Where freehold residential property is jointly owned, it may be held in two ways: as joint tenants, where each person holds an undivided share, or as tenants in common, where each person hold a defined share, such as 40% and 60%. “Joint tenants” is the default, which conveyancing solicitors prefer, and it has the advantage that when one of the owners dies the other owner automatically acquires ownership of the entire property.

“Tenants in common” can form part of an IHT plan, as the owners may chose to leave their share in the property to a third person. Investment properties may be held in this way, so the joint owners can be taxed on the profits in relation to their beneficial interest in the property, rather than on a 50:50 split. Although a married couple/ civil partners need to declare the split of ownership on form 17, and submit that declaration to HMRC.

The rates of SDLT were increased on 1 April 2016 to include a 3% supplement on the entire value where an additional residential property is acquired for £40,000 or more. An individual is treated as acquiring an additional property if he already holds a major interest in a residential property which is worth £40,000 or more, which is not subject to a lease which has more than 21 years to run.

Say Fred and Ginger own their home as tenants in common. Fred dies and does not leave his share in the property to Ginger. Fred’s executors agree to sell Fred’s share in the property to Ginger for £80,000. Ginger already owns a major interest in a property (her own home), so the acquisition of another interest in a residential property meets the conditions for the 3% SDLT charge to apply. It is irrelevant that the interest Ginger acquires is in the property which she already partly owns.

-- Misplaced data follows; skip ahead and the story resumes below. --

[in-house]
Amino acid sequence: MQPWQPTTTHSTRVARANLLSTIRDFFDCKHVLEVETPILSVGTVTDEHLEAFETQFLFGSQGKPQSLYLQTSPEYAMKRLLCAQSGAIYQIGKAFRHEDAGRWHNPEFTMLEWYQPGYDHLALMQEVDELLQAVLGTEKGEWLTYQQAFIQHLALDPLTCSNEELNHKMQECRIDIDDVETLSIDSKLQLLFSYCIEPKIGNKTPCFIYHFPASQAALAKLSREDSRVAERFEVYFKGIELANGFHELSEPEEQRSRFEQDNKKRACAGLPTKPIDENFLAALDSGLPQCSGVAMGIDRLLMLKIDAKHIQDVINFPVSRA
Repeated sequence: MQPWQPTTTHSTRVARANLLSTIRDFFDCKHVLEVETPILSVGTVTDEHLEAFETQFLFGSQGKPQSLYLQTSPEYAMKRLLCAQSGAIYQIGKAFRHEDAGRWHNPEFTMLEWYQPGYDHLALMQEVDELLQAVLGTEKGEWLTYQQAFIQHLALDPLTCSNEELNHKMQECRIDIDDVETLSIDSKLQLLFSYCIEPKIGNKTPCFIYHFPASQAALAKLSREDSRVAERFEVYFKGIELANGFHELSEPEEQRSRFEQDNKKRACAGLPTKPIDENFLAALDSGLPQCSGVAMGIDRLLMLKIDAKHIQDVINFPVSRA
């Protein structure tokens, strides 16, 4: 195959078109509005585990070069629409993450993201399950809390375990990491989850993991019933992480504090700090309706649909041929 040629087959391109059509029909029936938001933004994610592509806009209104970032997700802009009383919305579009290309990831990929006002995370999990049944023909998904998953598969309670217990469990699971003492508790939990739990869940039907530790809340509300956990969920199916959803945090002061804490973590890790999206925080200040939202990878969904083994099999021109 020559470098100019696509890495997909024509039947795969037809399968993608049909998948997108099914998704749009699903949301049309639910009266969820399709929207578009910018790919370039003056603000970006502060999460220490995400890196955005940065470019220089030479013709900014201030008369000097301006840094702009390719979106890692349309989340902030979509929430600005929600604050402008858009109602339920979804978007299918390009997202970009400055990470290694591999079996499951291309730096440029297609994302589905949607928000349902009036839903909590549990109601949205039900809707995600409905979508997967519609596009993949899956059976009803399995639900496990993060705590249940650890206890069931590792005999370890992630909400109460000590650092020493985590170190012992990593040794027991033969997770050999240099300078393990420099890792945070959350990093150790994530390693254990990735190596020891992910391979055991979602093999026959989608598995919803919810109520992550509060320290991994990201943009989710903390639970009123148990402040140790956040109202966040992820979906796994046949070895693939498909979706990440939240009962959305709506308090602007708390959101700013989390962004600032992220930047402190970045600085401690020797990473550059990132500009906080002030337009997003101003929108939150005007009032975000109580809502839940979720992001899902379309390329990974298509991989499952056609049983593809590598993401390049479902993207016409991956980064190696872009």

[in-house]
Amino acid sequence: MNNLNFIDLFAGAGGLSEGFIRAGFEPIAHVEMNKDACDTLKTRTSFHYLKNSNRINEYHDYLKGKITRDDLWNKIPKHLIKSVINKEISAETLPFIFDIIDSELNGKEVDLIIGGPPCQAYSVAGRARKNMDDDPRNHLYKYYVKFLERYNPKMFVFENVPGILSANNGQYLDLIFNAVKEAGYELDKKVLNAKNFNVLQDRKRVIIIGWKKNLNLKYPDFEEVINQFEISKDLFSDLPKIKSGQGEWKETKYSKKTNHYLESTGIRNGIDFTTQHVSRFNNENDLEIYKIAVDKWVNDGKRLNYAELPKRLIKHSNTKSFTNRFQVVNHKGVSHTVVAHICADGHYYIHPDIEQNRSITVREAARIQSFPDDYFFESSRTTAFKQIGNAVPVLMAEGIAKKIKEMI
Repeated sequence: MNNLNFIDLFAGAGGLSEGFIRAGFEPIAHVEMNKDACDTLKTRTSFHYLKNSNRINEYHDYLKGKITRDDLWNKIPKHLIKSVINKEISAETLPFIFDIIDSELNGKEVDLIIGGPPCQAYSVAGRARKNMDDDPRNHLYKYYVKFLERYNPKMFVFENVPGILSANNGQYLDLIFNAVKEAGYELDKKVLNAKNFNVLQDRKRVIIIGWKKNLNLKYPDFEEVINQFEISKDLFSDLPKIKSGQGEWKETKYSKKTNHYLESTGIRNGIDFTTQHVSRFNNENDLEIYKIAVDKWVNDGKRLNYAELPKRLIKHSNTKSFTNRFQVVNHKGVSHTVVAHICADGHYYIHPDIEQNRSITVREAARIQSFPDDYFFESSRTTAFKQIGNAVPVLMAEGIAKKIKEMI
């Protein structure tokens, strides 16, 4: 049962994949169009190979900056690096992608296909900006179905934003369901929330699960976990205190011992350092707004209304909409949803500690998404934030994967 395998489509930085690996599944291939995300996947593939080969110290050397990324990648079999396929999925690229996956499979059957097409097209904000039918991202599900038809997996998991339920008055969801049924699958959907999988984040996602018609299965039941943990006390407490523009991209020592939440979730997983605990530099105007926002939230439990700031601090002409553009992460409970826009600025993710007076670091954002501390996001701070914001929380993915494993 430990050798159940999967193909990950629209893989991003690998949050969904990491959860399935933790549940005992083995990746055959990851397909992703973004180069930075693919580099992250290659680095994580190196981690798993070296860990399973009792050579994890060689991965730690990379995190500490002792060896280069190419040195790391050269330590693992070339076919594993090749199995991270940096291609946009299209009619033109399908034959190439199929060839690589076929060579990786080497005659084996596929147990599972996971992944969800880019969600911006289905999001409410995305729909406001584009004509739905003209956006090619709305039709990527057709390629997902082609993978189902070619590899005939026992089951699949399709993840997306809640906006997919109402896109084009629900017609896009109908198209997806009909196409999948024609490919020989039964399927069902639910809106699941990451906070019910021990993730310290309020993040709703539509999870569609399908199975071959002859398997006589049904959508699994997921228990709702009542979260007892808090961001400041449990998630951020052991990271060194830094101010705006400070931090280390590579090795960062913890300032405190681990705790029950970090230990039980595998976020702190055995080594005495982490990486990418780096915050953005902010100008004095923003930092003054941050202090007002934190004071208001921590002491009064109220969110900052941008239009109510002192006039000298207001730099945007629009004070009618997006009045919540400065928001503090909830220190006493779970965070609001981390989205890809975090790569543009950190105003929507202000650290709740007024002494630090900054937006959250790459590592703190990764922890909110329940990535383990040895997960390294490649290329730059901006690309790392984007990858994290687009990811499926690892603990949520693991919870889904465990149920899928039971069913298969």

When reviewing IHT planning for clients consider this SDLT trap

VAT: Expenses and benefits, Tax-free childcare, Reclaiming the SDLT supplement

Last week we take a look at the requirements for reporting expenses and benefits to HMRC for the 2016/17 tax year. We also examined the new Childcare Choices website and the options for tax-free childcare in 2017 and beyond. Finally, we explained how to claim back the stamp duty land tax supplement where a former main residence is sold subsequent to the purchase of a new home.

Below is just an extract from last week’s tax tips email. You can register to receive future copies by following the link on the right (or below, if you’re reading this on a mobile device)

Reclaiming the SDLT supplement

Since 1 April 2016 a stamp duty land tax supplement has been payable on the purchase of second and subsequent residential properties costing more than £40,000. Generally, the supplement is not payable where the main residence is replaced, even if the purchaser ends up with more than one residential property after the purchases has completed. However, where the new main residence is purchased before the former main residence is sold, the supplement is payable initially. However, as long as the sale of the old main residence is completed within three years of the purchase of the new home, the supplement can be reclaimed.